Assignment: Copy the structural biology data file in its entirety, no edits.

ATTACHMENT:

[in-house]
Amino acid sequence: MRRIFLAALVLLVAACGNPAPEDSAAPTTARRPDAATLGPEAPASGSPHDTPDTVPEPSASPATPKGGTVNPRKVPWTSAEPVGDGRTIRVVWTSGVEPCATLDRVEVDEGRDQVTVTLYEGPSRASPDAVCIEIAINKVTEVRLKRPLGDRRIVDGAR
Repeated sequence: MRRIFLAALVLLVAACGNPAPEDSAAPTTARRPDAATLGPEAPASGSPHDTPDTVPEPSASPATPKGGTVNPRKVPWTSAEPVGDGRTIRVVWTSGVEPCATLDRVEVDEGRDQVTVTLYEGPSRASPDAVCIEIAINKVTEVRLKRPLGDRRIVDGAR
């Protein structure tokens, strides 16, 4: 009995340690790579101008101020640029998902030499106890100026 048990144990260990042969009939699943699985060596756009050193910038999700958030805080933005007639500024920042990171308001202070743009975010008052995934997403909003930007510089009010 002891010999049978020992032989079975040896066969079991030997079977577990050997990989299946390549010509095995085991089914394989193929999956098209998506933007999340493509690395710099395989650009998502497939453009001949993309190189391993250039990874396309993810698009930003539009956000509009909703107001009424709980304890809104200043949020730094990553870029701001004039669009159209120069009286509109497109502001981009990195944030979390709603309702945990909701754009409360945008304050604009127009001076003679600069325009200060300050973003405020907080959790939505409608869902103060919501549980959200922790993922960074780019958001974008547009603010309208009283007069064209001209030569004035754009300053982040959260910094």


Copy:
[in-house]
Amino acid sequence: MRRIFLAALVLLVAACGNPAPEDSAAPTTARRPDAATLGPEAPASGSPHDTPDTVPEPSASPATPKGGTVNPRKVPWTSAEPVGDGRTIRVVWTSGVEPCATLDRVEVDEGRDQVTVTLYEGPSRASPDAVCIEIAINKVTEVRLKRPLGDRRIVDGAR
Repeated sequence: MRRIFLAALVLLVAACGNPAPEDSAAPTTARRPDAATLGPEAPASGSPHDTPDTVPEPSASPATPKGGTVNPRKVPWTSAEPVGDGRTIRVVWTSGVEPCATLDRVEVDEGRDQVTVTLYEGPSRASPDAVCIEIAINKVTEVRLKRPLGDRRIVDGAR
């Protein structure tokens, strides 16, 4: 009995340690790579101008101020640029998902030499106890100026 048990144990260990042969009939699943699985060596756009050193910038999700958030805080933005007639500024920042990171308001202070743009975010008052995934997403909003930007510089009010 002891010999049978020992032989079975040896066969079991030997079977577990050997990989299946390549010509095995085991089914394989193929999956098209998506933007999340493509690395710099395989650009998502497939453009001949993309190189391993250039990874396309993810698009930003539009956000509009909703107001009424709980304890809104200043949020730094990553870029701001004039669009159209120069009286509109497109502001981009990195944030979390709603309702945990909701754009409360945008304050604009127009001076003679600069325009200060300050973003405020907080959790939505409608869902103060919501549980959200922790993922960074780019958001974008547009603010309208009283007069064209001209030569004035754009300053982040959260910094």